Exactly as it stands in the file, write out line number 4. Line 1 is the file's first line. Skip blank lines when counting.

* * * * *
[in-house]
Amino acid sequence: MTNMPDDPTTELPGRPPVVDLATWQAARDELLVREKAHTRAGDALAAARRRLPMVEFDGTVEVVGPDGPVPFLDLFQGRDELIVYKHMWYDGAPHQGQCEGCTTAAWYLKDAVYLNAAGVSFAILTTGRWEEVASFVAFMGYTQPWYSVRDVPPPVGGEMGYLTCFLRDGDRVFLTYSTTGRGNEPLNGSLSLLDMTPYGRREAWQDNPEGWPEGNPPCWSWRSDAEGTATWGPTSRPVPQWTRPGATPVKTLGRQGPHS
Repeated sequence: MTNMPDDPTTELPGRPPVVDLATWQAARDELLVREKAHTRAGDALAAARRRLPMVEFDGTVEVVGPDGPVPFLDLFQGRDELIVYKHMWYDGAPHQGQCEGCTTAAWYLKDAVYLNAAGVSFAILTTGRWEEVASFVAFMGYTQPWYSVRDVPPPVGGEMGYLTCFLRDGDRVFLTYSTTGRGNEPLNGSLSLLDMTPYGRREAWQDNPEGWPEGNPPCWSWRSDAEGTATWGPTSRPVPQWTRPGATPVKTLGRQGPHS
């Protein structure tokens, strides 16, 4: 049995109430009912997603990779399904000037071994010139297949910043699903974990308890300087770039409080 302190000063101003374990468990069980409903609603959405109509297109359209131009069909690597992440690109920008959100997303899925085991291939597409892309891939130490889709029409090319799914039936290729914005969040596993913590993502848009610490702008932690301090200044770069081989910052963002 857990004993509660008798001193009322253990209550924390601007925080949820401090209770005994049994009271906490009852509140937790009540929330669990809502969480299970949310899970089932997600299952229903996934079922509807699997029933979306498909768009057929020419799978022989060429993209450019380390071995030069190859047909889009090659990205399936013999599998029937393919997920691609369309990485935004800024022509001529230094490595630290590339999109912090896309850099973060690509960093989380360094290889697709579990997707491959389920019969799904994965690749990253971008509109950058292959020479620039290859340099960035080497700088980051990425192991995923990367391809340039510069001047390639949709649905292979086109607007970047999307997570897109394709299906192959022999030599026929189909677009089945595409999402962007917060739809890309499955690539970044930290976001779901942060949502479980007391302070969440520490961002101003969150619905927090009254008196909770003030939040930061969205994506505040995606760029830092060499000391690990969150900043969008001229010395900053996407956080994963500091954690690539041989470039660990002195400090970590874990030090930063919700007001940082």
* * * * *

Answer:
């Protein structure tokens, strides 16, 4: 049995109430009912997603990779399904000037071994010139297949910043699903974990308890300087770039409080 302190000063101003374990468990069980409903609603959405109509297109359209131009069909690597992440690109920008959100997303899925085991291939597409892309891939130490889709029409090319799914039936290729914005969040596993913590993502848009610490702008932690301090200044770069081989910052963002 857990004993509660008798001193009322253990209550924390601007925080949820401090209770005994049994009271906490009852509140937790009540929330669990809502969480299970949310899970089932997600299952229903996934079922509807699997029933979306498909768009057929020419799978022989060429993209450019380390071995030069190859047909889009090659990205399936013999599998029937393919997920691609369309990485935004800024022509001529230094490595630290590339999109912090896309850099973060690509960093989380360094290889697709579990997707491959389920019969799904994965690749990253971008509109950058292959020479620039290859340099960035080497700088980051990425192991995923990367391809340039510069001047390639949709649905292979086109607007970047999307997570897109394709299906192959022999030599026929189909677009089945595409999402962007917060739809890309499955690539970044930290976001779901942060949502479980007391302070969440520490961002101003969150619905927090009254008196909770003030939040930061969205994506505040995606760029830092060499000391690990969150900043969008001229010395900053996407956080994963500091954690690539041989470039660990002195400090970590874990030090930063919700007001940082």